(I am not going to reveal this brewer's name or the country he lives in. Privately I do follow him on Facebook and I have seen the different beers that he has brewed (under his 'label') as well as the various craft brewery events he has attended and has been ask to speak at, so I know that yes, he was a qualified person to interview. The image on this page is from his very long day of brewing a few weeks ago. )
1 - You describe yourself as a 'Nomad Brewer' - what exactly is that?
Nomad, Contract, or Gypsy Brewer as it’s being used interchangeably by various sources, is a term that describes a brewer or a brewery that doesn’t have it’s own equipment and facilities for making beer, renting out or contracting other breweries to do it for them.
Usually this type of brewing is carried out in the following way. The nomad brewer comes with their own recipe (which is typically pilot-brewed on a small scale or even homebrew equipment) to a commercial brewery, and hires them to brew a single batch of said recipe, and then sell the entire batch to the contract brewer. The beer will usually be labelled under the nomad brewery’s brand, and sold to distributors and pubs as their own product.
There are several pros and cons to this concept, but it’s definitely a viable one, since there’s an entire plethora of very successful craft beer brands that started out or still are nomad breweries. Most notable examples include Mikkeller, Evil Twin, and Omnipollo just to name a few.
The main advantage of being a nomad brewer is that you can take considerable risks in terms of beer flavour, style, branding and marketing, without having to invest a lot of money into an actual brewery. On the other hand, commercial breweries get to experiment with their equipment and ingredients, seeing what they are capable of, and have a guaranteed income by selling an entire tank of beer right away. A win-win for everyone involved.
2 - What was it that piqued your interest in brewing beer?
I come from a country with rich winemaking traditions, but I always loved beer. Unfortunately, our local beer market was and still is rather scarce, especially when it comes to quality beer. Throughout my travels I’ve always tasted local beers, and was surprised by the diversity of flavours and aromas this beverage comes with. But unfortunately, I hadn’t the ability to get even a small fraction of this diversity back home. It even got to the point where I simply stopped drinking beer while being in my homeland, preferring it to local wine, which I must say is pretty darn good. But the occasional travels and beer tastings abroad were nagging at me, so one day I simply asked myself “Is it that hard to brew your own beer?”
As it turned out, it isn’t. Sure, it’s a rather complicated process if you dig deep enough, but on the surface and for a start, just anyone can brew a beer at home if they have a large enough pot, the right ingredients, and a vessel to ferment the beer in. Nothing out of ordinary for someone coming from a country where every other dude is making wine at home.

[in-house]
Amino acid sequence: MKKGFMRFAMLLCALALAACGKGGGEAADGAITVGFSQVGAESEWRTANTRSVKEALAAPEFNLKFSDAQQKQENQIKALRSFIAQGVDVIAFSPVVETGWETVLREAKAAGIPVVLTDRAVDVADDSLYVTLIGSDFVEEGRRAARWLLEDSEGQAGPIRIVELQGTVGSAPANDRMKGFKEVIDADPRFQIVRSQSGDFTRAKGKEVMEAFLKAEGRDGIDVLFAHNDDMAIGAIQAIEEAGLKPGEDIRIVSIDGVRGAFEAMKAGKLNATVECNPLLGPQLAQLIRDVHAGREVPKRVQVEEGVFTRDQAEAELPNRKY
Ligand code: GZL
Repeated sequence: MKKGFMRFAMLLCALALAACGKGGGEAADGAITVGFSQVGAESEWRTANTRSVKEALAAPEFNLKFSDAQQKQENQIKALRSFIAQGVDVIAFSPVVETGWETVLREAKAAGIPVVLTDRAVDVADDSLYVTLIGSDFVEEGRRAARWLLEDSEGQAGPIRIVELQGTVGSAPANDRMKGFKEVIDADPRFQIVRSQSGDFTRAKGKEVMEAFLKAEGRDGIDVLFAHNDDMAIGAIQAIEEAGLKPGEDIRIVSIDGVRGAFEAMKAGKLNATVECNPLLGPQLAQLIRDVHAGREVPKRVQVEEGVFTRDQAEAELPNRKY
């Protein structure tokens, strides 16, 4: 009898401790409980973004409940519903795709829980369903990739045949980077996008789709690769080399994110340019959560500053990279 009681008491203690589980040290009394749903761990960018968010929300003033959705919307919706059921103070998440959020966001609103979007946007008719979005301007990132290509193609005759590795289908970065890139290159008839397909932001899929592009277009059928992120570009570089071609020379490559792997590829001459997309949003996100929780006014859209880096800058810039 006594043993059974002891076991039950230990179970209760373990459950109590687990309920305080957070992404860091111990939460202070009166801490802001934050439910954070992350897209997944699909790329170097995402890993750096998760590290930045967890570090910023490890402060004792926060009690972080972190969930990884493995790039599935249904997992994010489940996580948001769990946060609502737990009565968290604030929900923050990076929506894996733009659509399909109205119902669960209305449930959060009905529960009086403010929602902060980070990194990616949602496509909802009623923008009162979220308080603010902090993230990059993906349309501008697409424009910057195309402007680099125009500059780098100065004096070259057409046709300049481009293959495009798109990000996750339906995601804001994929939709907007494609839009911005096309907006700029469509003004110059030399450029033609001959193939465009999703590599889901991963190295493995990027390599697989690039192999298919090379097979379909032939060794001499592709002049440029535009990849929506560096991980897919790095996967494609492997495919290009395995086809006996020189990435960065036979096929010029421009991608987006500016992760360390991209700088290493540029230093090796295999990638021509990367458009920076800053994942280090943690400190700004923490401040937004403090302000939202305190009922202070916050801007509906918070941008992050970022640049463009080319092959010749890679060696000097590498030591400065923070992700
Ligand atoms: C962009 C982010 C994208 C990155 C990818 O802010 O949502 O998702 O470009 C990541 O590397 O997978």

So I got all the ingredients I could find, brewed my first batch of beer, fermented, bottled it, and waited long enough to have it matured. And it turned out to be one of the best beers I’ve had in my life to that point! The recipe was rather simple and relied heavily on Cascade hops, but it was a really tasty and refreshing Pale Ale that was more flavourful than any of the beers sold locally. This made me brew on a regular basis, sharing my beer with friends and experimenting with recipes.
Word got around very quickly, and soon enough there was a queue of people wanting to get some of my beers. Seeing this, it became obvious that there’s a demand for quality, flavourful beer that is different from the common bland stuff sold in stores. And from there I got serious and started my own beer brand, which is now a nomad brewery working across three countries.
3 - How would you say the 'craft beer' industry differs in Eastern Europe as opposed to Canada or the USA?
I’d say it lags a lot, 20-30 years compared to the USA, and maybe 15 years if we consider Canada. The craft beer movement has a very well defined geographic tendency of moving from West to East. It started out in the USA and the UK almost simultaneously, and spread out to the East, with wealthier countries picking up the trend quicker than those lagging in economic development. Obviously, Eastern Europe being the less fortunate part of the continent in terms of wealth was rather late to the party. There are some countries which have their first craft breweries opening only now, so that’s quite telling of the situation in general.
Yet, at the same time, craft brewers in Eastern Europe have a certain advantage that allows them to brew really good beers. While the pioneers of the craft beer in the USA had to experiment through trial and error to come up with all those amazing beers we all know and love today, Eastern European brewers can simply learn from the experience of their Western peers and avoid making a lot of mistakes that might hinder their progress. To shamelessly quote myself “If you want to brew some wacky, experimental beer – just browse the online forums, there will be at least 20 home and commercial brewers from USA, Canada, UK or Australia who have already done it”.
Are you a homebrewer or a small craft brewery that would be interested in being interviewed for our 'Beaver Tales'? If so contact me BarleyBeaver@gmail.com and place 'Beaver Tales Interview' in the subject line, and we can make arrangements to feature you and/or your brewery in one of our upcoming posts.